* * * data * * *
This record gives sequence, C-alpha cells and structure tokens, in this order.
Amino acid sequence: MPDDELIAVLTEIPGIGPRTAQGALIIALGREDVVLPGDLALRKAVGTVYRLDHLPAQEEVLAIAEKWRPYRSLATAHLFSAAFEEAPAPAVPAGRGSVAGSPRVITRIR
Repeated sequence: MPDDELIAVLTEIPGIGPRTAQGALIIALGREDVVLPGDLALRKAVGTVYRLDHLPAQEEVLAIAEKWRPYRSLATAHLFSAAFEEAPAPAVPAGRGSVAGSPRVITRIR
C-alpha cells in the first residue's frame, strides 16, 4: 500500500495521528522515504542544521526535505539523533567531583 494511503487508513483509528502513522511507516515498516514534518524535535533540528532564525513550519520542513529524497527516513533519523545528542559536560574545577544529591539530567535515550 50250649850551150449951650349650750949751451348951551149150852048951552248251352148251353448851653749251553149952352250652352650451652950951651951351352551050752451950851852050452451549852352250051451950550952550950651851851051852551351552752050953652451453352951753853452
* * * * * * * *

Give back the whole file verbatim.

This record gives sequence, C-alpha cells and structure tokens, in this order.
Amino acid sequence: MPDDELIAVLTEIPGIGPRTAQGALIIALGREDVVLPGDLALRKAVGTVYRLDHLPAQEEVLAIAEKWRPYRSLATAHLFSAAFEEAPAPAVPAGRGSVAGSPRVITRIR
Repeated sequence: MPDDELIAVLTEIPGIGPRTAQGALIIALGREDVVLPGDLALRKAVGTVYRLDHLPAQEEVLAIAEKWRPYRSLATAHLFSAAFEEAPAPAVPAGRGSVAGSPRVITRIR
C-alpha cells in the first residue's frame, strides 16, 4: 500500500495521528522515504542544521526535505539523533567531583 494511503487508513483509528502513522511507516515498516514534518524535535533540528532564525513550519520542513529524497527516513533519523545528542559536560574545577544529591539530567535515550 50250649850551150449951650349650750949751451348951551149150852048951552248251352148251353448851653749251553149952352250652352650451652950951651951351352551050752451950851852050452451549852352250051451950550952550950651851851051852551351552752050953652451453352951753853452